I have more than one favorite character, certainly. Wilson Kime, ex-astronaut and elder statesman of the Commonwealth is seemingly at the center of everything important, including the disastrous first-contact event with the antagonist aliens. He is a tough, capable leader, a well-intentioned individual who does everything he can to protect humanity. Ozzie F. Isaacs, co-inventor of the wormhole is another favorite, though he's a definite hedonist. Justine Bernelli, a member of one of the most powerful families in the Commonwealth, is strong-willed and powerful but decent, unlike many of the other children of the rich in the story.
To me it was fine. I enjoyed John Lee's rich baritone reading. Some reviews of Pandora's Star complained about the audio production, but I think they fixed the recording. It should be fine now.
My pulse quickened near the end of Pandora's Star so much that when it ended on an unexpected both figurative and literal cliff-hanger, I cried out in frustration. Quickly ordering a paperback copy of Judas Unchained (and later the audiobook), I gave it my undivided attention because I wanted to know what would become of this amazing civilization and all those interesting characters.
Ozzie's story *does* have a purpose despite what some reviews say. To explain why might be considered a big spoiler so I'll ask a couple innocent questions: Did the Sylfin really do nothing to help the Commonwealth defeat the baddies? What was Ozzie looking for when he set off on his journey? What did he ultimately discover? Besides friends and very cold feet.If you enjoy the story, listen to these novels more than once. They're complex enough where you likely won't catch everything the first time through.The Void Trilogy that follows was very good and the prose was much more polished, but it didn't grab ahold of me, slap my face and shake me quite like the Commonwealth saga did.One of my very favorite authors.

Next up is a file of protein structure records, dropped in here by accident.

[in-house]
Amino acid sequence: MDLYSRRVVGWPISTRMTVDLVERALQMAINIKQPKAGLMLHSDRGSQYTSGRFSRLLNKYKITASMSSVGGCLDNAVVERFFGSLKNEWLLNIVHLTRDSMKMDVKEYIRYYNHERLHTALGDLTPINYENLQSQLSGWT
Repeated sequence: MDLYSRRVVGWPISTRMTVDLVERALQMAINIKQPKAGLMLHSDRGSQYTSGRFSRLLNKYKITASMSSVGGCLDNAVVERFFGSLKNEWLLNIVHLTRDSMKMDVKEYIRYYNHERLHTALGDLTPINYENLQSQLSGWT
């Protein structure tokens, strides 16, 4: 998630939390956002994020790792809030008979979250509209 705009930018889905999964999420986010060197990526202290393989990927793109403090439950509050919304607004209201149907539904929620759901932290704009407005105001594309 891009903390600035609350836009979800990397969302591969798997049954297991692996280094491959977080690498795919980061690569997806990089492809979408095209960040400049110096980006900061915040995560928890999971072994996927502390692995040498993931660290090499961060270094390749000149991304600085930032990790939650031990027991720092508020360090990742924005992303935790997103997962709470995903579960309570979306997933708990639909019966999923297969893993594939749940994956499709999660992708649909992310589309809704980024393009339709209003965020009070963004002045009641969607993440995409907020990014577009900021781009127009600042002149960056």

I'll listen to it again, because the story is so good. The narrator should never read another audio book ever again though.
John Lee is an awful narrator. One of the worst I have EVER heard. The volume levels are all over the place - the audio is either too low to hear or in some parts it blows your ear drums. His voice is VERY boring and lacks emotion. The production quality of the recording is very bad also. At one point there was so much background noise I thought the narrator was doing dishes or something. John Lee sucks.
Dune meets Firefly
Please please please never let John Lee narrate anything...... EVER. He took such a fantastic book and made it mediocre. Shame on you John Lee. You read this book like its an obituary.
University administrator. Commuter cyclist. Dad, husband. Loves books of course. Aspiring Jedi Knight and Warder.
This review will cover both novels. They are epic! The sheer size of these things is itself a huge achievement. That the author is able to interweave several stories and bring it to a satisfying conclusion at the end is equally tremendous.
The story is top notch and the characters and the worlds that are described are fulsome and real. The only flaw is that there is some meandering at times, but these are bearable. Just requires you to be a bit patient. Don't worry it's worth it.
I loved the sci fi elements. These were well conceived. The future could look like what is being described. Unlike Star Wars, which is pure fantasy, the ideas in this book seem more "real". So that really appealed to me.
Loved the bad guy alien race too. The author didn't leave you guessing about their motivations, which I appreciated.
All in all, a fantastic listen. Well worth a credit for anyone who likes this genre. The narration is superb as well. The gentleman who reads this monster is a real pro!